V. Growing the Team
On the occasion of one of his first meetings with Macleod, Banting was introduced to James Bertram Collip (1892-1965), an intense young scientist with a Ph.D. in biochemistry from Toronto, who had already risen to a full professorship at the University of Alberta and had considerable knowledge of both internal secretions and the preparation of tissue extracts. Collip was discussing with Macleod the prospect of working with him in Toronto, on a quite different project, as part of a sabbatical year in 1921-22. Banting wrote Collip's 1921 summer address in his original notebook, presumably as a possible resource person.
Later that autumn, after Collip came to Toronto, he got to know Banting, expressed interest in Banting and Best’s work, and offered to help in any way he could. Banting had several times mentioned to Macleod the idea of enlarging the group, but Macleod encouraged him and Best to finish the original project. With the pace obviously quickening in December and Macleod having come to believe that this work could be very important indeed, it was decided to add Collip to the team. Best, who was an M.A. student at the University that year, continued to assist Banting, but was clearly, and to his discomfort, now in the shadow of the trained biochemist.
Collip began working during the second week of December, making extracts from whole beef pancreas and initially using the same methods Macleod, Banting, and Best had developed. Collip worked in a separate lab, well away from the dog quarters. Fearing anti-vivisectionist criticism, Macleod did not like the animals being moved from one building to another. Perhaps for this reason, one of Collip’s first experiments was to follow up a suggestion of Macleod’s and try the extract on diabetic rabbits. Not only did it lower their blood sugar, but it also lowered that of normal rabbits, Collip discovered. Now there was a quick “rabbit test” of extract potency.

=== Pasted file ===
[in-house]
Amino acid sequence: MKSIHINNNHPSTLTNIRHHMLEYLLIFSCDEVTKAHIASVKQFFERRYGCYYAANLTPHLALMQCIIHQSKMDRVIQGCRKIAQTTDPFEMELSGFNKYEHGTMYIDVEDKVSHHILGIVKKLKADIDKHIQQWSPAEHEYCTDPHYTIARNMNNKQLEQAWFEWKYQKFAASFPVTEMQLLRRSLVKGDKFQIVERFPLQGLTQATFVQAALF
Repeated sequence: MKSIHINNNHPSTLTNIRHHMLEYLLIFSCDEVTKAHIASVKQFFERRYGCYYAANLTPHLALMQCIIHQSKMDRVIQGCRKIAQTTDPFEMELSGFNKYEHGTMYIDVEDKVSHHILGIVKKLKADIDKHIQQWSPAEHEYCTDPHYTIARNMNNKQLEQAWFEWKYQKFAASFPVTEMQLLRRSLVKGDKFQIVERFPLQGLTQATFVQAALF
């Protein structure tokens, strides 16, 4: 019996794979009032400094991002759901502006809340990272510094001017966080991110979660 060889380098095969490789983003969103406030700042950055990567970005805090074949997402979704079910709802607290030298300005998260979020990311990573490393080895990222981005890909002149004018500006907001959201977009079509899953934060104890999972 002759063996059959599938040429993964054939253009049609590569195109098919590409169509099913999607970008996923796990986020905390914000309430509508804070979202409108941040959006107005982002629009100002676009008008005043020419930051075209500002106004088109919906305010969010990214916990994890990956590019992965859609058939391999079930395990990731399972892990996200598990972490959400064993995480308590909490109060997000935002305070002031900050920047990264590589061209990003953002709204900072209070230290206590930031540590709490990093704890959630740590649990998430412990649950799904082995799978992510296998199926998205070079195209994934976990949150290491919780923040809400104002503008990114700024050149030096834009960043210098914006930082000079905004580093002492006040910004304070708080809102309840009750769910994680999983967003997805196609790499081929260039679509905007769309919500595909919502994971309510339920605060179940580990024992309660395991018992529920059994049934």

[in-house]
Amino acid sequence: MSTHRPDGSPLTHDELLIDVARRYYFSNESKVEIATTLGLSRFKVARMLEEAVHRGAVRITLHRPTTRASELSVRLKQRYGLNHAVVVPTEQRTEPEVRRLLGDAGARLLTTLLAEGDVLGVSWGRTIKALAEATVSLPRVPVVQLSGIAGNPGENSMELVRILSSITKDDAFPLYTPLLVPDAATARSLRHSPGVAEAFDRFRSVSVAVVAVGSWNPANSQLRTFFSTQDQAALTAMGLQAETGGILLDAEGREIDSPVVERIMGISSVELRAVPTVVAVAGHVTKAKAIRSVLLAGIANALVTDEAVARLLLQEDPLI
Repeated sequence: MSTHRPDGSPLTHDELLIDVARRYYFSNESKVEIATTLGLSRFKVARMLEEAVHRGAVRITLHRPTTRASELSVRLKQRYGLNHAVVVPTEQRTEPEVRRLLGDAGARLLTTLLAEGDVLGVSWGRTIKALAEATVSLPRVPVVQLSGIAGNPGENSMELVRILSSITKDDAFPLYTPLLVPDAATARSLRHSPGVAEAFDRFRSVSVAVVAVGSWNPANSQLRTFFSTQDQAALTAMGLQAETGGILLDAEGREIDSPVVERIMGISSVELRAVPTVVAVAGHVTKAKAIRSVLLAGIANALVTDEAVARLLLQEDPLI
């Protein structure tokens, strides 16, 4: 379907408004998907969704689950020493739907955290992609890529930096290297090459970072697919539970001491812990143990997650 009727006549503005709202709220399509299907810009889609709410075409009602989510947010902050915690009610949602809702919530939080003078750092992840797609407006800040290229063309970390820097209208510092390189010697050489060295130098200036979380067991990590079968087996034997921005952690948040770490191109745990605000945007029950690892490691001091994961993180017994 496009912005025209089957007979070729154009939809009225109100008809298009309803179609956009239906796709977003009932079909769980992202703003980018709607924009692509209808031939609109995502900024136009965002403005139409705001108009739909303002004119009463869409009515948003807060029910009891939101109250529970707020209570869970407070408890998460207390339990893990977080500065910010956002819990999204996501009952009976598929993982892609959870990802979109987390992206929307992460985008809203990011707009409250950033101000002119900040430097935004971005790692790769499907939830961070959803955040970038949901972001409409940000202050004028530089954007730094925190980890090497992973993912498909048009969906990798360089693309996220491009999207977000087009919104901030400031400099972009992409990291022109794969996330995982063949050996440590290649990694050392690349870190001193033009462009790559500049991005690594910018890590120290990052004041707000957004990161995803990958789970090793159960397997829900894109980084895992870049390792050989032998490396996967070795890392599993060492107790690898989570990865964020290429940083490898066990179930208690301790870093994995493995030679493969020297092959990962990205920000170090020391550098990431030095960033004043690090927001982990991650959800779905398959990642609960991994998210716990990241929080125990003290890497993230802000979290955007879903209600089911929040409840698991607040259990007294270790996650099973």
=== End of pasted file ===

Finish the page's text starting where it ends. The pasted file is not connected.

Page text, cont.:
(Exactly when the group realized that the internal secretion could reduce blood sugar to a condition of severe hypoglycemic shock is not clear from the documents. It appears that Collip and/or Macleod first realized the meaning of the syndrome, but probably not until January).
As a result of consultation among the group, Collip also began experiments to test the extract’s impact on the liver: would it restore the liver's ability to store glycogen, a function lost in diabetes? Collip further undertook to see if the extract reversed the ketoacidosis that developed when victims of diabetes could not metabolize fats. In preparing his own extracts, Collip also developed improvements in technique.
Banting and Best were now attempting to make larger batches of potent extract, but began having serious difficulties. Their notebooks show a consistent pattern of failure to test potent extract in the week of December 22, using both dogs and rabbits. Perhaps out of frustration, and apparently without telling Macleod, Banting decided to try the extract on a diabetic human. The only record of this trial is contained on one index card:
Dec. 20. Phoned Joe Gilchrist —
gave him extract that we knew to be potent. — by mouth — empty stomach Dec. 21 — no beneficial result
The extract had been administered orally because injections had occasionally caused serious shock-like reactions in animals. Banting and Best probably tested the sugar in Gilchrist’s urine. They had not tested their extract orally on animals, and did not know that insulin cannot be administered orally — the test was bound to fail.
The fact of repeated failure, on a human as well as animals, could not have left Banting in a very positive mood as he and the other members of the team left Toronto after Christmas to make the first presentation of their findings at a scientific meeting. Collip, however, had achieved exciting last minute results suggesting that the extract restored glycogen-formation and abolished ketosis. This was a huge step forward from being able to attack hyperglycemia and/or glycosuria.